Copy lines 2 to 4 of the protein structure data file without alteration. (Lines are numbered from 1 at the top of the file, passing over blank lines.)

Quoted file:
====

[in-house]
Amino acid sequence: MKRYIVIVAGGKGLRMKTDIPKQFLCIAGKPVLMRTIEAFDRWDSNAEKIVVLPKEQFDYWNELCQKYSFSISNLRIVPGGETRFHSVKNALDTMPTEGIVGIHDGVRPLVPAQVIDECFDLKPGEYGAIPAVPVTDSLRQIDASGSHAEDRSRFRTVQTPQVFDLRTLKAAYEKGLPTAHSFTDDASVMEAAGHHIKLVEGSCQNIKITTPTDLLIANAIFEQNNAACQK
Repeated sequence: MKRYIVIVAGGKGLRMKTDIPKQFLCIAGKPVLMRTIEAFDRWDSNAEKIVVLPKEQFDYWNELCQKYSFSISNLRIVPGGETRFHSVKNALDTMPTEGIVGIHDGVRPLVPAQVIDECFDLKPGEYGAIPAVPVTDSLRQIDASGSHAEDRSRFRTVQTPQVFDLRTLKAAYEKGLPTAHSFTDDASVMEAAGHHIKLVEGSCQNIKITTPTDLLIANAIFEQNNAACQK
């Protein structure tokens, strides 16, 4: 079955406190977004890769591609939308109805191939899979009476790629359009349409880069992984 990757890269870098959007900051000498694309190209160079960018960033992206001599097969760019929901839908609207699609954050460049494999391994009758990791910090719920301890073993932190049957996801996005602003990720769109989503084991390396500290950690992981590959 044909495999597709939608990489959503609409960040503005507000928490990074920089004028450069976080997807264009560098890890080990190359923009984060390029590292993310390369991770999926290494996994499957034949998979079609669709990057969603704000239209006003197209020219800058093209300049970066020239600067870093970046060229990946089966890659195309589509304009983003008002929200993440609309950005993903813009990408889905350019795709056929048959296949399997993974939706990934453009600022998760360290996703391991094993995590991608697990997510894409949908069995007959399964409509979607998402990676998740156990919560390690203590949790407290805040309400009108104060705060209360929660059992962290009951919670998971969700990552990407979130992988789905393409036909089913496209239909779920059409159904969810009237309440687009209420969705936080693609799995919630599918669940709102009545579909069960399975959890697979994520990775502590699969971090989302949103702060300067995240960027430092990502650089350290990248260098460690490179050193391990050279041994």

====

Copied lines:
Amino acid sequence: MKRYIVIVAGGKGLRMKTDIPKQFLCIAGKPVLMRTIEAFDRWDSNAEKIVVLPKEQFDYWNELCQKYSFSISNLRIVPGGETRFHSVKNALDTMPTEGIVGIHDGVRPLVPAQVIDECFDLKPGEYGAIPAVPVTDSLRQIDASGSHAEDRSRFRTVQTPQVFDLRTLKAAYEKGLPTAHSFTDDASVMEAAGHHIKLVEGSCQNIKITTPTDLLIANAIFEQNNAACQK
Repeated sequence: MKRYIVIVAGGKGLRMKTDIPKQFLCIAGKPVLMRTIEAFDRWDSNAEKIVVLPKEQFDYWNELCQKYSFSISNLRIVPGGETRFHSVKNALDTMPTEGIVGIHDGVRPLVPAQVIDECFDLKPGEYGAIPAVPVTDSLRQIDASGSHAEDRSRFRTVQTPQVFDLRTLKAAYEKGLPTAHSFTDDASVMEAAGHHIKLVEGSCQNIKITTPTDLLIANAIFEQNNAACQK
């Protein structure tokens, strides 16, 4: 079955406190977004890769591609939308109805191939899979009476790629359009349409880069992984 990757890269870098959007900051000498694309190209160079960018960033992206001599097969760019929901839908609207699609954050460049494999391994009758990791910090719920301890073993932190049957996801996005602003990720769109989503084991390396500290950690992981590959 044909495999597709939608990489959503609409960040503005507000928490990074920089004028450069976080997807264009560098890890080990190359923009984060390029590292993310390369991770999926290494996994499957034949998979079609669709990057969603704000239209006003197209020219800058093209300049970066020239600067870093970046060229990946089966890659195309589509304009983003008002929200993440609309950005993903813009990408889905350019795709056929048959296949399997993974939706990934453009600022998760360290996703391991094993995590991608697990997510894409949908069995007959399964409509979607998402990676998740156990919560390690203590949790407290805040309400009108104060705060209360929660059992962290009951919670998971969700990552990407979130992988789905393409036909089913496209239909779920059409159904969810009237309440687009209420969705936080693609799995919630599918669940709102009545579909069960399975959890697979994520990775502590699969971090989302949103702060300067995240960027430092990502650089350290990248260098460690490179050193391990050279041994």